In a perfect world a wave looks very simple. The height of a wave is the total distance from it's peak to it's trough. The period is the time, in seconds, that it takes for a first then second wave to pass the same point. In other words the time in seconds between successive peaks or troughs. Interestingly for us as surfers this number is consistently related to both a swells speed and the depth of water in which it can start to react with the seabed. This makes it something of a magic number for determining how a swell will transform itself into surf at your beach (something we'll continue to cover in detail) and at least as important as the height of the swell.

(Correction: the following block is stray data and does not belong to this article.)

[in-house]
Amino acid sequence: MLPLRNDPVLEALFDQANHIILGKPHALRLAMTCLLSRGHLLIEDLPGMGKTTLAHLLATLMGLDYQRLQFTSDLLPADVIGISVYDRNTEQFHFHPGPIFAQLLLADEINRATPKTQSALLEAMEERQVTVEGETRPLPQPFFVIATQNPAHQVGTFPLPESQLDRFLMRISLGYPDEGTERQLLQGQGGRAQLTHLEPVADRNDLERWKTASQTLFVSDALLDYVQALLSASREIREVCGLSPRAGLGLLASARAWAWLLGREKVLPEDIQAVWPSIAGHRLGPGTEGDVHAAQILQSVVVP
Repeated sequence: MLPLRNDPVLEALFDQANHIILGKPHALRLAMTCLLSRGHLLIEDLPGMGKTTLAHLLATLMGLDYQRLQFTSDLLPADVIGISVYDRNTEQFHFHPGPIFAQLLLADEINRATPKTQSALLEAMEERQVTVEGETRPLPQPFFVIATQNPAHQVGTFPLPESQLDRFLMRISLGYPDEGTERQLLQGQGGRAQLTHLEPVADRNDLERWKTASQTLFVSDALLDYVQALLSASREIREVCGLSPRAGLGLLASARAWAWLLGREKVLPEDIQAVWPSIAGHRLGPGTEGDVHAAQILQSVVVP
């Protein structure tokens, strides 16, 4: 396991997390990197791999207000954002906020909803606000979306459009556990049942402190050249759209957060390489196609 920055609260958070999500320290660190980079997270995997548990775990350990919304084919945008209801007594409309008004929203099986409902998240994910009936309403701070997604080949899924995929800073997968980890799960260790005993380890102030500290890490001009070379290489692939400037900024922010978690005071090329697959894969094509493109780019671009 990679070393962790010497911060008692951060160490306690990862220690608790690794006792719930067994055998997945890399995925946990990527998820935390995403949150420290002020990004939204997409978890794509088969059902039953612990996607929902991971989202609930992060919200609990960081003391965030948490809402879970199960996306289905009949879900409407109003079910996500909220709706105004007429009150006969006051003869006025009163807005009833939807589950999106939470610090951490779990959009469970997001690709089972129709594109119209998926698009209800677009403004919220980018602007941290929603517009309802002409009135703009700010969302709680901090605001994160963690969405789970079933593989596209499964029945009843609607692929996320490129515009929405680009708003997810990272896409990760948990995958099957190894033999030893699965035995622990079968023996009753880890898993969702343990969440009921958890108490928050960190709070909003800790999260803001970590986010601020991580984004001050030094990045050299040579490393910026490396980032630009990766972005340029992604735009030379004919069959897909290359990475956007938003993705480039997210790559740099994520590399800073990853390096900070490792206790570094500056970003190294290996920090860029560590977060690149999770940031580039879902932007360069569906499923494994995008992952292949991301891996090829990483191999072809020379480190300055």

The direction is exactly as it sounds – the direction in which the swell is heading. This is typically expressed in compass points (North, East, South, SW) or degrees (180, 270) and, while there's no absolute convention surf forecasters tend to talk about the direction the swell is coming from. So a south swell is one that is heading from the south to the north, it could also be described as having a direction of 180 degrees.
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